not so fast, deer


By and large, we take a live and let-live attitude toward the deer. They provide endless entertainment from our dining room windows, and in return, they are allowed to browse at will. I will buy strawberries at the Farmers’ Market because the deer nibble the flowers before they can begin to develop into anything humans deem edible. Trees are a different matter. After the deer stripped a young eucalyptus of every trace of foliage (who knew that they would go for something so aromatic?) a remedy became necessary. Richard drove metal pipe into the ground to support deer netting that would surround each tender young tree. It proved effective and not especially unsightly. Still, those poles seemed to be begging for adornment.


This picture shows a hose guard made by a local ceramicist. I bought three of them several years ago because I fell hard for them. I don’t know about you, but try as I might, I just can’t make hose guards work for me. These beauties sat around waiting for the deer fence epiphany. The stake, meant to go into the ground, fits snugly into the top end of the metal pipe. Cute, huh? The first picture (above) features glass electrical insulators (hope I got that right) slipped over the tops of the pipes. These things always appealed to me, so whenever they popped up at garage sales, I would buy them. Never had a clue as to their fate until now.


I ran out of stashed goodies before the corralled trees ran out, so off to the local craft store for me. These 3″ wooden balls were intended to become dolls’ heads. With the application of red spray paint and a big long screw to slide into the top of the pipe, they become a variation on my post cap theme.

Visiting gardens and nurseries is a sure way to fill one’s memory banks with ideas . They might mingle in there for years before they pop out disguised as your own brilliant brainstorms. One garden owner (wish I could remember, so as to give full credit) had taken a paint pot to some poppy pods left standing after the petals fell. The result was a surreal parade of sculptural unflowers in an array of colors alien to most gardens. At Dancing Oaks Nursery they had crafted special stakes to hold their collection of electrical insulators, which spring, flower-like, from various beds. In other words, truly original ideas are few and far between, but out of the stew of influences we can often pluck a tasty morsel or two…and, in this case, deprive the deer of a few tasty morsels until the trees get big enough to fend for themselves.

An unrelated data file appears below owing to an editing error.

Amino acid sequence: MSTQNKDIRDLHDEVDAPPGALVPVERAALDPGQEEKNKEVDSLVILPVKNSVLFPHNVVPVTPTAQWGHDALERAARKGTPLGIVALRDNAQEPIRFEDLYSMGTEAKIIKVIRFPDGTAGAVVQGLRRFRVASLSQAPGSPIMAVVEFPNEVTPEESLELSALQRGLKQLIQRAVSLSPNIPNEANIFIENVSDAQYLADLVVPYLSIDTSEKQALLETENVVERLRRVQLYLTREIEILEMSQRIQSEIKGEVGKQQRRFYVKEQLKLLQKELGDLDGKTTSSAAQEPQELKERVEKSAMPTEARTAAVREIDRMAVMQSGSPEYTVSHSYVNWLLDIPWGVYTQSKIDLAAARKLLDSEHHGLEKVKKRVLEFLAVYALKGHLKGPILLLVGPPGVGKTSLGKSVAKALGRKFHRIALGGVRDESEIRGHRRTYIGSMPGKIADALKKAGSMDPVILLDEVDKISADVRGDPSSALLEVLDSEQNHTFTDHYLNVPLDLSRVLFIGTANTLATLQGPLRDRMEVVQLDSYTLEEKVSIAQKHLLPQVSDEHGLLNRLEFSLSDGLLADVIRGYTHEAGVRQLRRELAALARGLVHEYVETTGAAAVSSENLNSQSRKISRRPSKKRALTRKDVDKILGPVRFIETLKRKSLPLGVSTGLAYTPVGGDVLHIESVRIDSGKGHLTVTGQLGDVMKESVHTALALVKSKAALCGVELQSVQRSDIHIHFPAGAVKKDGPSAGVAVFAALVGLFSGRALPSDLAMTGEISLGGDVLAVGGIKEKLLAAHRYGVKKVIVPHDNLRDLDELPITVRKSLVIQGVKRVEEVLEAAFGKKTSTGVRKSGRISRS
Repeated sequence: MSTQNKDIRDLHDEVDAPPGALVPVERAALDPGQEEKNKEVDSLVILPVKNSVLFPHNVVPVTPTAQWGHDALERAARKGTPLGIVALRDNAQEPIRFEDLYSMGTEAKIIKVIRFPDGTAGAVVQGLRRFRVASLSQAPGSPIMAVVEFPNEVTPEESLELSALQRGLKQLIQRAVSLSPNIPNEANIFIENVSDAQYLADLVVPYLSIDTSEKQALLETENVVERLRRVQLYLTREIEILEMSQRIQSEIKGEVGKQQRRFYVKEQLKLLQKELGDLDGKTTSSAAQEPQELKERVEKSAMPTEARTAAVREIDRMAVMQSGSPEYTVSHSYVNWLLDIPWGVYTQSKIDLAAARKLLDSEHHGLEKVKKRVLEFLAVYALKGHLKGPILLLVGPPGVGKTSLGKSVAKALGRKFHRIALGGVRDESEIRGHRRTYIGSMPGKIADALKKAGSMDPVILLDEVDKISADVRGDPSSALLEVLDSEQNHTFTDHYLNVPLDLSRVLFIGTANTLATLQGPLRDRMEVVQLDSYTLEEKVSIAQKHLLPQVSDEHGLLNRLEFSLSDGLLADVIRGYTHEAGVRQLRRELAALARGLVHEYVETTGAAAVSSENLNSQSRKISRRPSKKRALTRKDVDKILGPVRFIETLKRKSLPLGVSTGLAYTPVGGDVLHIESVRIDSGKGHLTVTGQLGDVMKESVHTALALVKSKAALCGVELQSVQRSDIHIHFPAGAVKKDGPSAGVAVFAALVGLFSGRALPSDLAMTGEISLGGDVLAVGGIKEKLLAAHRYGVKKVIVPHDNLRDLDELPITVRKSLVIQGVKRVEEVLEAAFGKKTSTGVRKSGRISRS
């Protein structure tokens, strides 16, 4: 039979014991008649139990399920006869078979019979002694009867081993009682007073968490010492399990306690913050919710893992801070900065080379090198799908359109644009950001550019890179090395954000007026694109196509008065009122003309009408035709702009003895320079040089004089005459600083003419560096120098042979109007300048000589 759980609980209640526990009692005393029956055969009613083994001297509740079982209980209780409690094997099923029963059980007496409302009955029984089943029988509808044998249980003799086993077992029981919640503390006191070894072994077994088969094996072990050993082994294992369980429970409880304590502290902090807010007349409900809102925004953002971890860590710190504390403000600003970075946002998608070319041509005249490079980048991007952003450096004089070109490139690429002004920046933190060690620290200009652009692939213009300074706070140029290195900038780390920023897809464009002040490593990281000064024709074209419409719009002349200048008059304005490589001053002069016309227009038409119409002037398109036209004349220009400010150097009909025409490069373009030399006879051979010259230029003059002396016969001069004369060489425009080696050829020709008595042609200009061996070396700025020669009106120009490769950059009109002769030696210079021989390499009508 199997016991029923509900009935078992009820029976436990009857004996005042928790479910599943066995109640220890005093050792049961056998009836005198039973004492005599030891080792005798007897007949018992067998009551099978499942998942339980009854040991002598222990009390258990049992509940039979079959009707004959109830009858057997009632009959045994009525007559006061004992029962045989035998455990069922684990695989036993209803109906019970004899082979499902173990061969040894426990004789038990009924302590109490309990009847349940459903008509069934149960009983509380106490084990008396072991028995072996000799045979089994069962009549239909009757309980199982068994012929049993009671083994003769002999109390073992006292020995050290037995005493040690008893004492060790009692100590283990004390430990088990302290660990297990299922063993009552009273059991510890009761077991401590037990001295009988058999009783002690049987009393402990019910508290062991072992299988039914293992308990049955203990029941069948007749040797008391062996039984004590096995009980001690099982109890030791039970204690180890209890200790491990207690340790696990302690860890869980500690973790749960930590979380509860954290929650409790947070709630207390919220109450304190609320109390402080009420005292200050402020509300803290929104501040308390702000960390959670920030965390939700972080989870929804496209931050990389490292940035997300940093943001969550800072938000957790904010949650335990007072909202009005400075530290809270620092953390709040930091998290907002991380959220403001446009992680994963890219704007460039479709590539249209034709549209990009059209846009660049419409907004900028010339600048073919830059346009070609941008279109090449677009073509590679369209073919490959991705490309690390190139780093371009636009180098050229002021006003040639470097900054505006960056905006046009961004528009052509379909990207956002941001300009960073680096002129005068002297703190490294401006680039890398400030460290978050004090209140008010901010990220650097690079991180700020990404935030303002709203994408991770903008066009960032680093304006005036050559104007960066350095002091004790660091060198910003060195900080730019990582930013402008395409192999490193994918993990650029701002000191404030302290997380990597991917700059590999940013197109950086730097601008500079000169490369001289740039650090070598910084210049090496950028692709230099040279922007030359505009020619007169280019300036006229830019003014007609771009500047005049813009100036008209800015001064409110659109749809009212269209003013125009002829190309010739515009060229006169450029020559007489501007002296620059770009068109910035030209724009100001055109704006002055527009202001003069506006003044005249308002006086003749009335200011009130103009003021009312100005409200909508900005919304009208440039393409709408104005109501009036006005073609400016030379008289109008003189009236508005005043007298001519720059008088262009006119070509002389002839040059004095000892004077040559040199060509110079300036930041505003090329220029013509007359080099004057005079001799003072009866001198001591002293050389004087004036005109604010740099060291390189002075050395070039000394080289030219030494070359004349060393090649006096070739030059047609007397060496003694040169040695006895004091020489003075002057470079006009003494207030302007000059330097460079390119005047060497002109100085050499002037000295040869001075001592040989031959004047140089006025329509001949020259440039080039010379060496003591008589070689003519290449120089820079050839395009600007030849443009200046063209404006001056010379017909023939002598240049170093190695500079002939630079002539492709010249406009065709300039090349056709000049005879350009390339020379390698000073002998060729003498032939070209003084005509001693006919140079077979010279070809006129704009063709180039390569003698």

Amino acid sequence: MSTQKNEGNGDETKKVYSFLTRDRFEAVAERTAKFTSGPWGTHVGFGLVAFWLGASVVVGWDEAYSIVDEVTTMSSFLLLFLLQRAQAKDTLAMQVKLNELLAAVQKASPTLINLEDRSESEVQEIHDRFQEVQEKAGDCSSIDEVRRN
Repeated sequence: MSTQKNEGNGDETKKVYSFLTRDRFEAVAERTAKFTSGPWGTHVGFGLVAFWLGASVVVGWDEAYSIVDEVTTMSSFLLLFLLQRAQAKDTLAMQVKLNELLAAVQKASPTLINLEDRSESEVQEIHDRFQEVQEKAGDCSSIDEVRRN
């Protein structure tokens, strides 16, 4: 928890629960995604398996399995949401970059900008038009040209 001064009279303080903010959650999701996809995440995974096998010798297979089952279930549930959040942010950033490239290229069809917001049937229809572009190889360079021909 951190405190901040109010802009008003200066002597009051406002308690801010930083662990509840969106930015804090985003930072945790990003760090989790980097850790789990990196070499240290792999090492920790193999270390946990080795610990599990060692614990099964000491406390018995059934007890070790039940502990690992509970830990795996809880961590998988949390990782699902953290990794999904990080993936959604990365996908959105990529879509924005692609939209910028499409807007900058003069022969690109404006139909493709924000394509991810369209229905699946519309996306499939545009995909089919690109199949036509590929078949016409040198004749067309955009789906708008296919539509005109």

dear deer

This morning, as I dragged my sleep-addled self and my therapeutic coffee to the table, planning to ease into the day by doing the midweek, mildly challenging NYT crossword, I happened to glance out the window. There was a fawn, still with its spots, cavorting about. The mom was nearby, keeping an eye on things, but she didn’t seem to see me as a threat. I got to watch the show for a full fifteen minutes. They sniffed every plant, nibbled on a few, then chowed down on dandelion greens and dogwood. The little un would every so often spin about or leap into the air with sheer exuberance. They can have the dogwoods.

More on hummingbirds

Check out the comments on my earlier hummingbird story for another related tale. Lately, the hummingbird feeder on the deck has been, effectively, an ant trap. It was billed as insect-proof, but the ants are determined to storm the sugar-water source. I have tried cleaning and replacing, on the theory that ants might have some sort of communication system, like bees. But no, like so many armies they blindly march to their deaths, where I find a thick layer of them floating on the surface of the nectar in the morning.